Tuesday, September 30, 2008

Make Excellent Mistakes!

I really like Dan Pink's latest book, Johnny Bunko. I follow his Bunko Blog pretty regularly, but a recent posting really kinda ticked me off. Not because of what Mr. Pink said, but what some readers had to say about ways to "improve" his book.

A group from Canada's Ministry of Small Business got together to discuss the book, and ended up creating a list of suggested rewrites. I think they completely missed the point, and ended up with a painfully ineffective, watered-down, wimpy collection of suggestions

For example, they took issue with Lesson #5: Make Excellent Mistakes. They wrote:

Make excellent mistakes is the one we had lots of trouble with. It is rarely ok to make any kind of mistakes and many get brow beaten for mistakes. No one ever got fired for picking IBM. This applies in government. A rewrite could be "Know how to manage risk." How do you make excellent mistakes and come out smelling like a rose? How do you evaluate how 'excellent' your mistake can be. Is getting a divorce an excellent mistake? For some it is.

"It is rarely ok to make any kind of mistakes?" Um, says who? And guess what - that's a mistake! Mistakes are unavoidable & inevitable. Further, real mistakes come with consequences, so a mistake where you "come out smelling like a rose" isn't exactly a learning experience. And why bring up divorce? I don' t think that's what Lesson #5 is really about.

Bad thing happen. People make mistakes, and sometimes those mistakes hurt. Trying to avoid mistakes is a fear-based recipe for mediocrity, ignorance and inaction. Johnny Bunko got it right. Maybe some people should get fired for buying IBM... and if you get browbeaten for making mistakes, I'd suggest either a) toughen up or b) find a new job / new boss.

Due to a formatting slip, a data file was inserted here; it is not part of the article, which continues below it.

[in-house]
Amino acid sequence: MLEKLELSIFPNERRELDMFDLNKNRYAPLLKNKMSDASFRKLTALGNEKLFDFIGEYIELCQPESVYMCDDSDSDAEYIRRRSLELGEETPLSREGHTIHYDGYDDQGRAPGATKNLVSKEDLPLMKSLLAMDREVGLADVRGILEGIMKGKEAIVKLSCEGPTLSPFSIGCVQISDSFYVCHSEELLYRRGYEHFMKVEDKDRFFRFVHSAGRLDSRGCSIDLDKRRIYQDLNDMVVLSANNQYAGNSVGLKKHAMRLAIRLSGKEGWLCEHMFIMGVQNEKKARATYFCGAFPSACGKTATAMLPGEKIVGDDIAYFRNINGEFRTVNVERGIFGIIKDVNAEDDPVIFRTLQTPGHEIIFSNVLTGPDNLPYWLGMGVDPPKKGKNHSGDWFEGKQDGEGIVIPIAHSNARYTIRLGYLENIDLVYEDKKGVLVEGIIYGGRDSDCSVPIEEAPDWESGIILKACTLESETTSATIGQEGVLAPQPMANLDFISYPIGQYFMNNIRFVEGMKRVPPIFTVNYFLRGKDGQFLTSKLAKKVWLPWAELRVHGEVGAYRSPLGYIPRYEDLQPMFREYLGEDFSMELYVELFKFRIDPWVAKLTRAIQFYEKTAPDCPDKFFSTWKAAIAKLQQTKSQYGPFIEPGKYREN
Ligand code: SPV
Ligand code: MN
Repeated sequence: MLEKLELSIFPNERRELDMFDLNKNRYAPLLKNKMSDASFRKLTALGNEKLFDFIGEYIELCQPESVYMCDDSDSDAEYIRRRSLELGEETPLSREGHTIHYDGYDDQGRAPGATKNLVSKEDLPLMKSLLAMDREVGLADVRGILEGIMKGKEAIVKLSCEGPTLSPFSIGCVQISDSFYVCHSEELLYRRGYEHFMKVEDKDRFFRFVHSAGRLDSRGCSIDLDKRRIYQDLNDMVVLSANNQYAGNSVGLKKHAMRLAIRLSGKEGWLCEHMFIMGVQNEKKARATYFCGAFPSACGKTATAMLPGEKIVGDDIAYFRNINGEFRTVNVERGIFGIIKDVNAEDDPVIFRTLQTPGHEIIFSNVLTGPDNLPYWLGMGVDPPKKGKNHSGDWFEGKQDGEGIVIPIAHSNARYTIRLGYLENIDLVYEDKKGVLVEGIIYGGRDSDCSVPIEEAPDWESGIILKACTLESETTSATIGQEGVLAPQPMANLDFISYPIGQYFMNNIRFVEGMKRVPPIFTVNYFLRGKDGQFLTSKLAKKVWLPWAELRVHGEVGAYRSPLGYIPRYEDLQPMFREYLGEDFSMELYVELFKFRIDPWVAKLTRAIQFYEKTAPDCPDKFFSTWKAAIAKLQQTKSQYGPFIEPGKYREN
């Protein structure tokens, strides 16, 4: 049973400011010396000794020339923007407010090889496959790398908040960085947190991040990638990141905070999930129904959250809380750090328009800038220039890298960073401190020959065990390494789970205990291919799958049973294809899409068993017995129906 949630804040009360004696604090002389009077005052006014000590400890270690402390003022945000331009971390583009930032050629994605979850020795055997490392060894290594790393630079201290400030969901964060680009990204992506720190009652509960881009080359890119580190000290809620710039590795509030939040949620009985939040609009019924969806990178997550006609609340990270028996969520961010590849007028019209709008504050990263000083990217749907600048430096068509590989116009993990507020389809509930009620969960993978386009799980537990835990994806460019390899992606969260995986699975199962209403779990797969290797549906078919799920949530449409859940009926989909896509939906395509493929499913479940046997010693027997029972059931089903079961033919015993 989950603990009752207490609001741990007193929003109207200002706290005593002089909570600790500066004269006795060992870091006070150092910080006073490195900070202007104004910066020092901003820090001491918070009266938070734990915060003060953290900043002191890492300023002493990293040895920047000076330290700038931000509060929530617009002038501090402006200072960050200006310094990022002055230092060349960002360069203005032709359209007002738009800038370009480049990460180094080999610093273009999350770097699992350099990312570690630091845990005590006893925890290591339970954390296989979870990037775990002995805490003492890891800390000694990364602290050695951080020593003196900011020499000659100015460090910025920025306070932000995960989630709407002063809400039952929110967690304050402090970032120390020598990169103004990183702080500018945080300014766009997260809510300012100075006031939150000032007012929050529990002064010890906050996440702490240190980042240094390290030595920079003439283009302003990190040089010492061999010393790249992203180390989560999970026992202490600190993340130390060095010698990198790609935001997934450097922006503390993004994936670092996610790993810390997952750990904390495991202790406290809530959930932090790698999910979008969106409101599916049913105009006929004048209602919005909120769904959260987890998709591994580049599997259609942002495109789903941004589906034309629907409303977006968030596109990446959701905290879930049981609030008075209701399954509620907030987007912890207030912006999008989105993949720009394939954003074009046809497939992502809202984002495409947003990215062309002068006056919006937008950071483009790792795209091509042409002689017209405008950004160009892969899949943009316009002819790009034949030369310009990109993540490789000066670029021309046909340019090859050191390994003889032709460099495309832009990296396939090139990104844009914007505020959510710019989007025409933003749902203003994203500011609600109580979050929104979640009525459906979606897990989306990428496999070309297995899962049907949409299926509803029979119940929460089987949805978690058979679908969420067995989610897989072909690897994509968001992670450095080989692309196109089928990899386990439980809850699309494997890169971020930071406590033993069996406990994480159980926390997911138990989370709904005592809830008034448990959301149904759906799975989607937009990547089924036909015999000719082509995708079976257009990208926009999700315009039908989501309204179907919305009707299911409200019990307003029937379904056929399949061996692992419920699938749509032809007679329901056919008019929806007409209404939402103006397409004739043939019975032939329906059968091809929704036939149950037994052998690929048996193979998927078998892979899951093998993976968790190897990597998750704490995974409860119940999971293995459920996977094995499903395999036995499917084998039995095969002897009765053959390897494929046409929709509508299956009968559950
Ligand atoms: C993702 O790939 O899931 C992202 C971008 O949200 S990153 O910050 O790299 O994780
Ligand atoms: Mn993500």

Mark said...

"Trying to avoid mistakes is a fear-based recipe for mediocrity, ignorance and inaction."

I think I know what you are getting at here, Dan, but I think it is a bit overstated. It seems that you are arguing that it is bad to try to avoid mistakes. An example would be: if you are carrying scissors and are blindfolded, go ahead and run around wildly. But I would argue that it is a good idea to take off the blindfold and/or walk slowly.

In other words, while I agree with Bunko #5: Make Excellent Mistakes, I don't think it should be extended to Make Mistakes or make Make Stupid Mistakes. That is where I think the folks in the Great White North missed the boot, eh.

Risk management (i.e. mistake avoidance planning) is an important component of any well-managed program. In my experience the value of going through the process comes from forcing people to lift their heads out of the sand and face the fact that they are setting out with a blindfold on, scissors in hand. "But we need to get these scissors across the room really fast" they say. Fine, but let's stop a second and see if there is something we can do about the blindfold.

Mark said...

ps - the "Excellent Mistake" that I meant to conclude my example with would be to go ahead and run with those scissors once you have cleared your vision a bit. 'Cause you know it is dangerous and it's something unconventional, but it just might be the approach that makes the difference in getting the scissors to where they need to be faster than ever before.

Or you might stab yourself. ;)

The Dan Ward said...

Yes, well said as always, Mark!

What I meant to write was "trying to avoid all mistakes" or "trying to always avoid mistakes"...

The people who wrote their "better" version of Bunko Lesson #5 sounded like they want to pursue some kind of sure-fire, guaranteed approach to a mistake-free life.

Mark said...

Yep - and the only way to ensure that is.... do nothing! Which, as you point out, is pretty lame.